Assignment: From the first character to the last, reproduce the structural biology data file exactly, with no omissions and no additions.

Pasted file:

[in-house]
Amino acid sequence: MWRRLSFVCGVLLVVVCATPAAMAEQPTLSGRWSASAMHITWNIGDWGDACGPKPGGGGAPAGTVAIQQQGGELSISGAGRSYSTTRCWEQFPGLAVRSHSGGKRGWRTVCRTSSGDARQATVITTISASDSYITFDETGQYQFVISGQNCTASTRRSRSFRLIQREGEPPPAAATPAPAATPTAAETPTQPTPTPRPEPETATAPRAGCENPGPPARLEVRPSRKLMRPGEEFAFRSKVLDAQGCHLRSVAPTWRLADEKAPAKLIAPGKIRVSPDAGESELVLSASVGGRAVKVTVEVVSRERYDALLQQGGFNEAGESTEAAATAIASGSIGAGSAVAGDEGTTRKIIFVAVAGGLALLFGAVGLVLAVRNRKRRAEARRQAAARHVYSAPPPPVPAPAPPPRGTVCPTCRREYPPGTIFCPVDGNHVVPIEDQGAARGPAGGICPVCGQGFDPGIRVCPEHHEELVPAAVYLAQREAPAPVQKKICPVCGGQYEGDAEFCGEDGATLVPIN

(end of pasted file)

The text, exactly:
[in-house]
Amino acid sequence: MWRRLSFVCGVLLVVVCATPAAMAEQPTLSGRWSASAMHITWNIGDWGDACGPKPGGGGAPAGTVAIQQQGGELSISGAGRSYSTTRCWEQFPGLAVRSHSGGKRGWRTVCRTSSGDARQATVITTISASDSYITFDETGQYQFVISGQNCTASTRRSRSFRLIQREGEPPPAAATPAPAATPTAAETPTQPTPTPRPEPETATAPRAGCENPGPPARLEVRPSRKLMRPGEEFAFRSKVLDAQGCHLRSVAPTWRLADEKAPAKLIAPGKIRVSPDAGESELVLSASVGGRAVKVTVEVVSRERYDALLQQGGFNEAGESTEAAATAIASGSIGAGSAVAGDEGTTRKIIFVAVAGGLALLFGAVGLVLAVRNRKRRAEARRQAAARHVYSAPPPPVPAPAPPPRGTVCPTCRREYPPGTIFCPVDGNHVVPIEDQGAARGPAGGICPVCGQGFDPGIRVCPEHHEELVPAAVYLAQREAPAPVQKKICPVCGGQYEGDAEFCGEDGATLVPIN